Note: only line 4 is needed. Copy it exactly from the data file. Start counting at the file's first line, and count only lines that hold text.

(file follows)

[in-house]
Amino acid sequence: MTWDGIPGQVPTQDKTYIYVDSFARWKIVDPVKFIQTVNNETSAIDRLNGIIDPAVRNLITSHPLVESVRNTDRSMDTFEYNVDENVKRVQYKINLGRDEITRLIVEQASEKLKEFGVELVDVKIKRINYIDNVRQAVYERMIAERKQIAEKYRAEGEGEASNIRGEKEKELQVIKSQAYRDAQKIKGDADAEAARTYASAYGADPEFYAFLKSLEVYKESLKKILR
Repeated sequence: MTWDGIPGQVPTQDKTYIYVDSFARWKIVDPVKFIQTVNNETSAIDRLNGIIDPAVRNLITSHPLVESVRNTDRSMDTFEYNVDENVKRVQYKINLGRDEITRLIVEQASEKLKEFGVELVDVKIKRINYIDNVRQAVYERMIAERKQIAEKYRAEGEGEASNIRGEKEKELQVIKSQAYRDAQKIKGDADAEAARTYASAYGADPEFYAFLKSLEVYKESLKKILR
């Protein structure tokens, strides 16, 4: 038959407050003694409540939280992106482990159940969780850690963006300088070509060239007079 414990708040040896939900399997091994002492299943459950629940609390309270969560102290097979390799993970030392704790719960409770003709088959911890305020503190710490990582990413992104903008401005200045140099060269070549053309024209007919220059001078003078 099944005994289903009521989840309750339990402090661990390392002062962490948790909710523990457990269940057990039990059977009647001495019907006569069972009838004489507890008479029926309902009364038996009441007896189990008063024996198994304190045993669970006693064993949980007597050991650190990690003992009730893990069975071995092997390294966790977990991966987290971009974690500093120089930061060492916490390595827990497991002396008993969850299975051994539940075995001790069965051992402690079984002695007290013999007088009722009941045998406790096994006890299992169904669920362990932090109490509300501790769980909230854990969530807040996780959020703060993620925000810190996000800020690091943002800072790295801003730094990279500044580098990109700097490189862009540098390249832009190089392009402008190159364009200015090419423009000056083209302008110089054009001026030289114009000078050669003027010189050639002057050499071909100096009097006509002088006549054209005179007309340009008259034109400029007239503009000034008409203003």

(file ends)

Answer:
């Protein structure tokens, strides 16, 4: 038959407050003694409540939280992106482990159940969780850690963006300088070509060239007079 414990708040040896939900399997091994002492299943459950629940609390309270969560102290097979390799993970030392704790719960409770003709088959911890305020503190710490990582990413992104903008401005200045140099060269070549053309024209007919220059001078003078 099944005994289903009521989840309750339990402090661990390392002062962490948790909710523990457990269940057990039990059977009647001495019907006569069972009838004489507890008479029926309902009364038996009441007896189990008063024996198994304190045993669970006693064993949980007597050991650190990690003992009730893990069975071995092997390294966790977990991966987290971009974690500093120089930061060492916490390595827990497991002396008993969850299975051994539940075995001790069965051992402690079984002695007290013999007088009722009941045998406790096994006890299992169904669920362990932090109490509300501790769980909230854990969530807040996780959020703060993620925000810190996000800020690091943002800072790295801003730094990279500044580098990109700097490189862009540098390249832009190089392009402008190159364009200015090419423009000056083209302008110089054009001026030289114009000078050669003027010189050639002057050499071909100096009097006509002088006549054209005179007309340009008259034109400029007239503009000034008409203003």